The Dawson City Museum project asks – How has the Dawson City Museum evolved in relation to government policy and community action?
We are taking two approaches to answering the question. First, we are considering the data chronologically to discuss the evolution of the Museum over time. Second, we have developed key themes related to policy and community. To solicit feedback, I will post a series of working papers that consider the data in these two ways – that is, chronologically and thematically. These papers will inform the final report for the Dawson City Museum and podcast miniseries.
Providing the first chronological consideration of the data, this working paper asks – How was the Dawson City Museum established? What are some key moments, influential policies, and community activities that define its early development from 1954 to 1972?
After summarizing the answers and outlining our research approach, I give a short overview of the Museum’s development from the early 1950s to 1972. I consider significant policies, focusing on federal action – that is, the provision of an operating grant and free or low-cost space. Then, a section on community activity describes collecting practices and work to develop the tourism industry in Dawson City. Finally, the paper concludes with a summary and research implications.
How was the Dawson City Museum established?
The Museum opened as part of the Klondike Tourist Bureau (now the Klondike Visitors Association) in 1954 to preserve artifacts in Yukon and provide an activity for tourists. The founders formed the Dawson City Museum and Historical Society in 1957, incorporated in 1959, to cash a cheque from government, and thereby became an independent museum.
What are some key moments (1), influential policies (2), and community activities (3) that define its early development from 1954 to 1972?
- A key moment is the Gold Rush Festival in 1962, which motivated the Museum to reopen after it burnt down in 1960.
- Influential policies include the federal grant for museums, the territorial support for tourism organizations, and the provision of low cost or free space to the Dawson City Museum.
- Individuals from the Museum’s communities helped rebuild the collection after the fire. Further, organizations in the local community focused on tourism, most notably the Klondike Visitors Association, were key to the Museum’s establishment.
The Dawson City Museum (DCM) Project has involved extensive archival research, document analysis, and interviews with fifteen people. However, no one interviewed worked for or with the DCM before 1972. As such, this analysis relies on an interview conducted with founders in 1973 (available here), two publications (Stuart 1990, Warner 1963), and the DCM’s corporate archives.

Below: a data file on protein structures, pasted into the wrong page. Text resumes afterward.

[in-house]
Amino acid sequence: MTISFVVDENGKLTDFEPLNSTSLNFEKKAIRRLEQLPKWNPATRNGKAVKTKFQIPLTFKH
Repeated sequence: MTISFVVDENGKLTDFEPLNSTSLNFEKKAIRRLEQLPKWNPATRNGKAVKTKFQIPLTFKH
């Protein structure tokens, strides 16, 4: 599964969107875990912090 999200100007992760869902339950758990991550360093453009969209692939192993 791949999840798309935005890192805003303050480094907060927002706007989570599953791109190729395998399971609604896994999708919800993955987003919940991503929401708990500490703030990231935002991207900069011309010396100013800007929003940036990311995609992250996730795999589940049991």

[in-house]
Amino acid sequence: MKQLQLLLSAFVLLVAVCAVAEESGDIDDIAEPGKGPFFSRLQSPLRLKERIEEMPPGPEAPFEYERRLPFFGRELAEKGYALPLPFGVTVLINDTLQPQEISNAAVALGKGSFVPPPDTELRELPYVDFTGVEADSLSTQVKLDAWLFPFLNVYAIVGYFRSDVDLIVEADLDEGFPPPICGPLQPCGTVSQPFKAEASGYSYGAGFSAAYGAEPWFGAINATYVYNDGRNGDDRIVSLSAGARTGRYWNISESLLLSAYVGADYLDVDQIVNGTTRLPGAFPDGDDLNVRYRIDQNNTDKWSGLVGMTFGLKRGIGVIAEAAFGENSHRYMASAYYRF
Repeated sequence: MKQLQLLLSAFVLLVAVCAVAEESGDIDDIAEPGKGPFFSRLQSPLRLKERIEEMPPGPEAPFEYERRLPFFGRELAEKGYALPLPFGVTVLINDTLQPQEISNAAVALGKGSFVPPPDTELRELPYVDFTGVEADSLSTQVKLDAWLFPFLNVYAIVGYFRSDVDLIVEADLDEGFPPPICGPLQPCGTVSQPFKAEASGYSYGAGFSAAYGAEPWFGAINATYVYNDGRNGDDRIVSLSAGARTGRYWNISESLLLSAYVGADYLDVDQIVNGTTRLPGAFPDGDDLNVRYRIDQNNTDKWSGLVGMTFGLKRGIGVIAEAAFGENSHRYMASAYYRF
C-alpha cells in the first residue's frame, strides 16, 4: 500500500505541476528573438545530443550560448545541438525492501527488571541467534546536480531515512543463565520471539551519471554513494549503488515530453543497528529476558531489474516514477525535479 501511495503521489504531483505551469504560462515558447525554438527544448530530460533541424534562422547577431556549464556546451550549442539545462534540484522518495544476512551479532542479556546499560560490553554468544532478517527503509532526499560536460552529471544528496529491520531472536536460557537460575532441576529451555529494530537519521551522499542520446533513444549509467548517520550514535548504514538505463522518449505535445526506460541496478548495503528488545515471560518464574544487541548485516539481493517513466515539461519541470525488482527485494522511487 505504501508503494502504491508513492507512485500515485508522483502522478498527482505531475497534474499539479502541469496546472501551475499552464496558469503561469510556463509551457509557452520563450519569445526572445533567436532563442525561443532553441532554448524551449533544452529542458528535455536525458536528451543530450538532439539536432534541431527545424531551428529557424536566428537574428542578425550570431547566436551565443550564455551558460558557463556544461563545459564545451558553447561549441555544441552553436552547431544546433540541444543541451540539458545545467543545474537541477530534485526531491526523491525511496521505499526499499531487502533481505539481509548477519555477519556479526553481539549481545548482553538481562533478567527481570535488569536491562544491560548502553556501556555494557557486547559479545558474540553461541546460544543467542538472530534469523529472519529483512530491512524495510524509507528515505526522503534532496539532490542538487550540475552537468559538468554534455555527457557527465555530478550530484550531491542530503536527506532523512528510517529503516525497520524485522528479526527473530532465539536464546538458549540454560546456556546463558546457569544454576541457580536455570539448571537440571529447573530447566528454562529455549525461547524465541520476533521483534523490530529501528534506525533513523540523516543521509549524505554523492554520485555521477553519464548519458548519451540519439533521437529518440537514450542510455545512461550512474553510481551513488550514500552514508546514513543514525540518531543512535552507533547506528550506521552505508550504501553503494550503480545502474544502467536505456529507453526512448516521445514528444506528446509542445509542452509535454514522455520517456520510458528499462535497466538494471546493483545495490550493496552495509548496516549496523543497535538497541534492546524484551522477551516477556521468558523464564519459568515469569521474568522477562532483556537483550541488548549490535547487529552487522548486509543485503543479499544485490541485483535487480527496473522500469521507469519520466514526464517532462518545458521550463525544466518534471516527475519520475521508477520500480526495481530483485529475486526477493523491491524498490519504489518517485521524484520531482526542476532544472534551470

In the early 1950s, members of the Klondike Tourist Bureau (now the Klondike Visitors Association or KVA) began collecting and preserving artifacts in Dawson City. The collection began due, in part, to concern that artifacts were being taken out of the Yukon and Canada. However, the group’s main objective was to promote the tourism industry. So, they began asking for space from government to exhibit their collection for tourists. In 1954, the Museum opened for the first time in the old fire hall, functioning as a community attic that was open to tourists. However, without financial support, there was limited local interest and no regular hours (Interview).
Eventually, an individual from British Columbia (possibly the museums advisor) told those running the Museum:
At the time, the federal government had a grant for museums distributed through the territorial government. The federal government wrote a cheque to the “Dawson City Museum and Historical Society,” which forced a member of the KVA to form the Museum society to deposit the cheque. The DCM was thereby founded as an independent entity in 1957 and officially incorporated in 1959.
Unfortunately, the Museum burnt down in June 1960 and, as a result, most of the collection was lost. However, at the same time in 1960 members of the Dawson community began planning the 1962 Gold Rush Festival. Opening a museum in time for the festival was a key goal. To achieve this goal, the Museum Society did two things. First, they began asking for artifacts from both the local community and a broader community of people with a connection to the Klondike, rebuilding a collection with a focus on the Klondike Gold Rush. Second, they searched for a new space to house the collection.